A man called Major is in Cairo after being released from a German Prison. He is there to proceed with his plan to steal the jewelry from the King Tutankhamen exhibit at the national gallery...
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A man called Major is in Cairo after being released from a German Prison. He is there to proceed with his plan to steal the jewelry from the King Tutankhamen exhibit at the national gallery. This plan has been on hold since he was jailed. He enlists the help of Willy, Ali, Nicodemos, Kerim and Kuchuk to carry out his detailed 'foolproof' plan. Perhaps the curse of the Pharoahs is more than a superstition because Major soon finds out that while the robbery may be easy, getting out with the jewels may be the hardest part. Written by
Tony Fontana <email@example.com>
One of the greatest strengths of filmmaker John Huston was that he knew great source material when he read it and, just as importantly, not to change anything for the sake of change alone. This is a virtue also shared by the makers of Cairo' a very faithful adaptation of W. R. Burnett's wonderful novel The Asphalt Jungle'. The only problem, of course, is that Huston got there thirteen years earlier.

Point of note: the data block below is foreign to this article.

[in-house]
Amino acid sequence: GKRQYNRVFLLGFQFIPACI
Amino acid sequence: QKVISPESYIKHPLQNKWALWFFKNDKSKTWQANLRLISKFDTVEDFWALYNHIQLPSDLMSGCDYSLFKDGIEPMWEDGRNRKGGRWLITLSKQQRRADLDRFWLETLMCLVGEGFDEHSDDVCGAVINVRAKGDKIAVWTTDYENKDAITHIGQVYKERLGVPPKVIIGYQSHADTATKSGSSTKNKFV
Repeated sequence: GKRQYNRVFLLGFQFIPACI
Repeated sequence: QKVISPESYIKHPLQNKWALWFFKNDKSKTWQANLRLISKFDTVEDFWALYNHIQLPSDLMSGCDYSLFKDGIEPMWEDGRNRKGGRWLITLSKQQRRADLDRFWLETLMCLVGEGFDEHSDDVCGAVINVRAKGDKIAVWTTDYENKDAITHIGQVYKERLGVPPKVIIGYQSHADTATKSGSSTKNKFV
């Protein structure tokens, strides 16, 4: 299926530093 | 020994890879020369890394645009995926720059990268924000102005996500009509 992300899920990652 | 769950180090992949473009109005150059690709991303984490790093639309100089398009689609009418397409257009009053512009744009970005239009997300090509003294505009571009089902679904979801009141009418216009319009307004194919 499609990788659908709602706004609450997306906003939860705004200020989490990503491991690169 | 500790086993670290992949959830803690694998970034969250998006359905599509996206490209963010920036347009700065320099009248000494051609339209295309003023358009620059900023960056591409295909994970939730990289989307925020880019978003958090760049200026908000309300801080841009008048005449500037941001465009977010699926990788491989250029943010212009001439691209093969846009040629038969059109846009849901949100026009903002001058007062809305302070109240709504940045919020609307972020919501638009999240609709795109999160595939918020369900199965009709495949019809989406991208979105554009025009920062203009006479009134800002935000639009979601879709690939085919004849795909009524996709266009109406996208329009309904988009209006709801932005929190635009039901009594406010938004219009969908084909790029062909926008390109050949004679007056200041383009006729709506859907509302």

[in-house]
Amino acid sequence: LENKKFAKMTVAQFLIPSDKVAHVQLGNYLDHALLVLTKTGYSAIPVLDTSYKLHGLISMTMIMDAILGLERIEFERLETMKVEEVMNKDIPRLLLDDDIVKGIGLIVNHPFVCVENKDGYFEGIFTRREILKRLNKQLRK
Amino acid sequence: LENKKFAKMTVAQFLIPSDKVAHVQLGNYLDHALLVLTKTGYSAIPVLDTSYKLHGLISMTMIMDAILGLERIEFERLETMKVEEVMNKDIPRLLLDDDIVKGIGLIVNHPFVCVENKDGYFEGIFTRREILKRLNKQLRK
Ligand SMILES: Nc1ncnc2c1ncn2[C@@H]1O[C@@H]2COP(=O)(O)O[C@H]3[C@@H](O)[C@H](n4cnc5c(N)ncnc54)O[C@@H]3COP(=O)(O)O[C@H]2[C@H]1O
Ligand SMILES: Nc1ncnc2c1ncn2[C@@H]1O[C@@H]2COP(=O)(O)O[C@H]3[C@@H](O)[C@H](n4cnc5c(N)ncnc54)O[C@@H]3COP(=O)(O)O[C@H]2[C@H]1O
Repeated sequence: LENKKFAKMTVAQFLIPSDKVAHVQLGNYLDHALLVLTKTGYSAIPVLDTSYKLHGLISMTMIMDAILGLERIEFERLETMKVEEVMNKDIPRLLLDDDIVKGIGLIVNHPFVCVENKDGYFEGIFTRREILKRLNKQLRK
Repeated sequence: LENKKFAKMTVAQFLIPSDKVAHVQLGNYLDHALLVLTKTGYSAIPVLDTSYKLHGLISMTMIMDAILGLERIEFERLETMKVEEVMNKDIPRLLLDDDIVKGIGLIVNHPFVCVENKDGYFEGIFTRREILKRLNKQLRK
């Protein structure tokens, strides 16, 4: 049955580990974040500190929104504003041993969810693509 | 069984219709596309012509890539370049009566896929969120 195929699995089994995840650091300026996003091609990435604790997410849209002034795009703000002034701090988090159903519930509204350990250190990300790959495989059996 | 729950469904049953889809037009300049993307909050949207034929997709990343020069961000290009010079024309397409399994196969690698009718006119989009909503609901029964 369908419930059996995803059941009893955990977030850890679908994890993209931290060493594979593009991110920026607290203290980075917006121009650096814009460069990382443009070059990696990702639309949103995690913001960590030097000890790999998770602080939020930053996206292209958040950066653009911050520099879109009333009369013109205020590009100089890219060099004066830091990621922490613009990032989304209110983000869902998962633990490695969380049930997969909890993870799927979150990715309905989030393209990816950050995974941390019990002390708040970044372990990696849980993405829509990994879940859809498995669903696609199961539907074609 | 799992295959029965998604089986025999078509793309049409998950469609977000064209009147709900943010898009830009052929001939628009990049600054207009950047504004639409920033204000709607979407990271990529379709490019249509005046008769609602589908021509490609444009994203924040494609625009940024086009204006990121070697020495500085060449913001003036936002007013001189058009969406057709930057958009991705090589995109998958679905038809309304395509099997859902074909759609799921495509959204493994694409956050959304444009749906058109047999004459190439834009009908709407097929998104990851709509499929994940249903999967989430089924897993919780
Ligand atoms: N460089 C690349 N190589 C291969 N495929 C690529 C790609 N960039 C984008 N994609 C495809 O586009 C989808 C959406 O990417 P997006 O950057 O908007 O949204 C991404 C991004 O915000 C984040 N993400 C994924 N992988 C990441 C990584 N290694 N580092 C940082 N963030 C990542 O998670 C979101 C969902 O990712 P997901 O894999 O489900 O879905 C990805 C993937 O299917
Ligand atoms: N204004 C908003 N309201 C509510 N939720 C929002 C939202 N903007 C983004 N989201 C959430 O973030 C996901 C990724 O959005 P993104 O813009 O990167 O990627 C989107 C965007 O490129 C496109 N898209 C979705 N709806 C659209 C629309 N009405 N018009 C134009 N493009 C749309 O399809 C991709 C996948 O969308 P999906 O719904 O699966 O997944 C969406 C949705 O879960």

The switch of locale from the brooding, empty streets of downtown America to the teeming bazaars and markets of Egypt's capital works surprisingly well but in every other department the film is vastly inferior to the Huston version. There is a slight switch of emphasis from the role of the hired gun (Richard Johnson instead of Sterling Hayden) to the criminal mastermind (played with typical cool detachment by George Sanders) and the object of the robbery this time is nothing less than Cleopatra's jewels in the Cairo Museum! Beyond that, however, it's almost a scene for scene remake of the earlier film.
Sanders and Johnson do surprisingly well, even though Johnson is hopelessly miscast as an Arab. The supporting cast is poor at best. Cairo' compares favourably against the other two versions of the tale, Cool Breeze' (1972) & The Badlanders' (1958) a western with Alan Ladd! but that's not really saying too much.
Stick with the Huston version or, better still, find a copy of the novel it's one of the outstanding works of 20th Century American literature.
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